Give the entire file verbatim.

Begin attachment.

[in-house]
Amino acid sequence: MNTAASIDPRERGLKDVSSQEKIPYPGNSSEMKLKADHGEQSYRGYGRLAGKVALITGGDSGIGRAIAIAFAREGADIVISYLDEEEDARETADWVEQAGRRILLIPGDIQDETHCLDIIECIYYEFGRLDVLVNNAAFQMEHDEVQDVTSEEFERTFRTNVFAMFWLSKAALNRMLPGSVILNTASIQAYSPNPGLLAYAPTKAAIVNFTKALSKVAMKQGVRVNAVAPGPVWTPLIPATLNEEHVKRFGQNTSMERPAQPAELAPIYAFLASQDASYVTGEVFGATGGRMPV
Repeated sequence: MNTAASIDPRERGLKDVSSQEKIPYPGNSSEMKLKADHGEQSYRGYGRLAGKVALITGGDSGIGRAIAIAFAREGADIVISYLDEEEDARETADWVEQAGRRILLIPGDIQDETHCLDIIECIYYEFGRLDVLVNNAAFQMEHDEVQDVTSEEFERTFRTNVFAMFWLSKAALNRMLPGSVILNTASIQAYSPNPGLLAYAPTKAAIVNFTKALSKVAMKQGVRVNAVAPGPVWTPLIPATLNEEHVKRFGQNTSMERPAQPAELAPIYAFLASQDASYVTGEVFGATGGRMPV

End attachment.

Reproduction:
[in-house]
Amino acid sequence: MNTAASIDPRERGLKDVSSQEKIPYPGNSSEMKLKADHGEQSYRGYGRLAGKVALITGGDSGIGRAIAIAFAREGADIVISYLDEEEDARETADWVEQAGRRILLIPGDIQDETHCLDIIECIYYEFGRLDVLVNNAAFQMEHDEVQDVTSEEFERTFRTNVFAMFWLSKAALNRMLPGSVILNTASIQAYSPNPGLLAYAPTKAAIVNFTKALSKVAMKQGVRVNAVAPGPVWTPLIPATLNEEHVKRFGQNTSMERPAQPAELAPIYAFLASQDASYVTGEVFGATGGRMPV
Repeated sequence: MNTAASIDPRERGLKDVSSQEKIPYPGNSSEMKLKADHGEQSYRGYGRLAGKVALITGGDSGIGRAIAIAFAREGADIVISYLDEEEDARETADWVEQAGRRILLIPGDIQDETHCLDIIECIYYEFGRLDVLVNNAAFQMEHDEVQDVTSEEFERTFRTNVFAMFWLSKAALNRMLPGSVILNTASIQAYSPNPGLLAYAPTKAAIVNFTKALSKVAMKQGVRVNAVAPGPVWTPLIPATLNEEHVKRFGQNTSMERPAQPAELAPIYAFLASQDASYVTGEVFGATGGRMPV